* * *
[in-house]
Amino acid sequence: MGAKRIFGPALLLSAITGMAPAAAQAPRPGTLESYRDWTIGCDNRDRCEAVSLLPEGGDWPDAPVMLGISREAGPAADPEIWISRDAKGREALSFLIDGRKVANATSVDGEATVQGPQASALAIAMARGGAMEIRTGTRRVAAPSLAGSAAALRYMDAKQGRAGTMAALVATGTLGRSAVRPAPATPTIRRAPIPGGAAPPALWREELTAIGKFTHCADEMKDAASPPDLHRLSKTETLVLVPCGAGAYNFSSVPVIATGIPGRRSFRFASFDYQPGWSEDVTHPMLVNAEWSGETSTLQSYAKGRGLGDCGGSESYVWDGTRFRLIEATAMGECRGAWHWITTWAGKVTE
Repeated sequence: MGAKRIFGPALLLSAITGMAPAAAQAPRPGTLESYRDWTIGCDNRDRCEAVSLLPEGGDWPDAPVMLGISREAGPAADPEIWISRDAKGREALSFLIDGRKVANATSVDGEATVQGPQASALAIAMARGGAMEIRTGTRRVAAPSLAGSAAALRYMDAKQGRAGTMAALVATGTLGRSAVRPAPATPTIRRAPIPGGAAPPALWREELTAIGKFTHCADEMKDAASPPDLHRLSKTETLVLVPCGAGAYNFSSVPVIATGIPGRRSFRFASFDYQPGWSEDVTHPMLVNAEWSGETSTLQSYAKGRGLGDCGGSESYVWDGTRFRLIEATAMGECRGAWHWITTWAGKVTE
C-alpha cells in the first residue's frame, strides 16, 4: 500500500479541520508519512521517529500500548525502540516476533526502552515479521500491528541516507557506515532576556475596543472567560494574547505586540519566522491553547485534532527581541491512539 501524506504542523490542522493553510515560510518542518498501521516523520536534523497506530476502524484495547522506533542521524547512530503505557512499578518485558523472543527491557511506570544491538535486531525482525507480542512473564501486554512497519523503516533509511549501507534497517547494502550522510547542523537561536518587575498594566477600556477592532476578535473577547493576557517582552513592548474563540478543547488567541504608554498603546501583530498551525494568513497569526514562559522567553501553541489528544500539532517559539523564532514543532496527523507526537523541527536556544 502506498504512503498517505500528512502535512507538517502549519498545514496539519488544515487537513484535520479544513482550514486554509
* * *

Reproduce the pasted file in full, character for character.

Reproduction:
[in-house]
Amino acid sequence: MGAKRIFGPALLLSAITGMAPAAAQAPRPGTLESYRDWTIGCDNRDRCEAVSLLPEGGDWPDAPVMLGISREAGPAADPEIWISRDAKGREALSFLIDGRKVANATSVDGEATVQGPQASALAIAMARGGAMEIRTGTRRVAAPSLAGSAAALRYMDAKQGRAGTMAALVATGTLGRSAVRPAPATPTIRRAPIPGGAAPPALWREELTAIGKFTHCADEMKDAASPPDLHRLSKTETLVLVPCGAGAYNFSSVPVIATGIPGRRSFRFASFDYQPGWSEDVTHPMLVNAEWSGETSTLQSYAKGRGLGDCGGSESYVWDGTRFRLIEATAMGECRGAWHWITTWAGKVTE
Repeated sequence: MGAKRIFGPALLLSAITGMAPAAAQAPRPGTLESYRDWTIGCDNRDRCEAVSLLPEGGDWPDAPVMLGISREAGPAADPEIWISRDAKGREALSFLIDGRKVANATSVDGEATVQGPQASALAIAMARGGAMEIRTGTRRVAAPSLAGSAAALRYMDAKQGRAGTMAALVATGTLGRSAVRPAPATPTIRRAPIPGGAAPPALWREELTAIGKFTHCADEMKDAASPPDLHRLSKTETLVLVPCGAGAYNFSSVPVIATGIPGRRSFRFASFDYQPGWSEDVTHPMLVNAEWSGETSTLQSYAKGRGLGDCGGSESYVWDGTRFRLIEATAMGECRGAWHWITTWAGKVTE
C-alpha cells in the first residue's frame, strides 16, 4: 500500500479541520508519512521517529500500548525502540516476533526502552515479521500491528541516507557506515532576556475596543472567560494574547505586540519566522491553547485534532527581541491512539 501524506504542523490542522493553510515560510518542518498501521516523520536534523497506530476502524484495547522506533542521524547512530503505557512499578518485558523472543527491557511506570544491538535486531525482525507480542512473564501486554512497519523503516533509511549501507534497517547494502550522510547542523537561536518587575498594566477600556477592532476578535473577547493576557517582552513592548474563540478543547488567541504608554498603546501583530498551525494568513497569526514562559522567553501553541489528544500539532517559539523564532514543532496527523507526537523541527536556544 502506498504512503498517505500528512502535512507538517502549519498545514496539519488544515487537513484535520479544513482550514486554509